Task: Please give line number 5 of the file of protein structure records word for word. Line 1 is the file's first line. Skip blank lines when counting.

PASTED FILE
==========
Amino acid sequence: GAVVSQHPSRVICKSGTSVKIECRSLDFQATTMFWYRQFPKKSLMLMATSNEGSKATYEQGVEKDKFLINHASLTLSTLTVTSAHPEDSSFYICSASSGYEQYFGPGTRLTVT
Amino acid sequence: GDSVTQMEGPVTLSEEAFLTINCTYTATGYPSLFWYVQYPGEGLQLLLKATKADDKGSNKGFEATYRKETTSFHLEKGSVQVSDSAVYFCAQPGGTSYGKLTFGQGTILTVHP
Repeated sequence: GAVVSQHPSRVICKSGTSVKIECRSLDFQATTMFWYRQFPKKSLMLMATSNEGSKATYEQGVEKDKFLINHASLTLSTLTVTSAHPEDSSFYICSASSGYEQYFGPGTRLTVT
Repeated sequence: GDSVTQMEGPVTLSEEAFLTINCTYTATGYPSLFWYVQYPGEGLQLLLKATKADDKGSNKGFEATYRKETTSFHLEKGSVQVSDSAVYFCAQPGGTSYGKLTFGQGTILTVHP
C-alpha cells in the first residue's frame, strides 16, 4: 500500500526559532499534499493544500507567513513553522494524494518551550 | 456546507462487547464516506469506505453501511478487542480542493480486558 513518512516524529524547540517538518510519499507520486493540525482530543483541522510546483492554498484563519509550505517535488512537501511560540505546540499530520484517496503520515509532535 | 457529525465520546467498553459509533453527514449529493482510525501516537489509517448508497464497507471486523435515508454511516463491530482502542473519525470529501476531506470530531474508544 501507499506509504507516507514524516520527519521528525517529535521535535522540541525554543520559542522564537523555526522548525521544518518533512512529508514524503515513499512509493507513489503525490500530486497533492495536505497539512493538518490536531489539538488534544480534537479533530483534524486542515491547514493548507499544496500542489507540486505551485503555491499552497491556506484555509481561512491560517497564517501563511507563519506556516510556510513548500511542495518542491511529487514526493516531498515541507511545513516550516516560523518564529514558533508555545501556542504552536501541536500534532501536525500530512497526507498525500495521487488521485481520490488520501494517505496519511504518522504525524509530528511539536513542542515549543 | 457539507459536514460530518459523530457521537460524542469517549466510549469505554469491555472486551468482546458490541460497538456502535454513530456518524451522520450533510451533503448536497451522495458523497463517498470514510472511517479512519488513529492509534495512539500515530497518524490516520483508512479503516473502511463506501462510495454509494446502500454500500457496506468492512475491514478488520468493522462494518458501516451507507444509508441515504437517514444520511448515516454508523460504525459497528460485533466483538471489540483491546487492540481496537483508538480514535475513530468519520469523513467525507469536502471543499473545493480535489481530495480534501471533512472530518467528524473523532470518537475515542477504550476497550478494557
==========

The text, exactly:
C-alpha cells in the first residue's frame, strides 16, 4: 500500500526559532499534499493544500507567513513553522494524494518551550 | 456546507462487547464516506469506505453501511478487542480542493480486558 513518512516524529524547540517538518510519499507520486493540525482530543483541522510546483492554498484563519509550505517535488512537501511560540505546540499530520484517496503520515509532535 | 457529525465520546467498553459509533453527514449529493482510525501516537489509517448508497464497507471486523435515508454511516463491530482502542473519525470529501476531506470530531474508544 501507499506509504507516507514524516520527519521528525517529535521535535522540541525554543520559542522564537523555526522548525521544518518533512512529508514524503515513499512509493507513489503525490500530486497533492495536505497539512493538518490536531489539538488534544480534537479533530483534524486542515491547514493548507499544496500542489507540486505551485503555491499552497491556506484555509481561512491560517497564517501563511507563519506556516510556510513548500511542495518542491511529487514526493516531498515541507511545513516550516516560523518564529514558533508555545501556542504552536501541536500534532501536525500530512497526507498525500495521487488521485481520490488520501494517505496519511504518522504525524509530528511539536513542542515549543 | 457539507459536514460530518459523530457521537460524542469517549466510549469505554469491555472486551468482546458490541460497538456502535454513530456518524451522520450533510451533503448536497451522495458523497463517498470514510472511517479512519488513529492509534495512539500515530497518524490516520483508512479503516473502511463506501462510495454509494446502500454500500457496506468492512475491514478488520468493522462494518458501516451507507444509508441515504437517514444520511448515516454508523460504525459497528460485533466483538471489540483491546487492540481496537483508538480514535475513530468519520469523513467525507469536502471543499473545493480535489481530495480534501471533512472530518467528524473523532470518537475515542477504550476497550478494557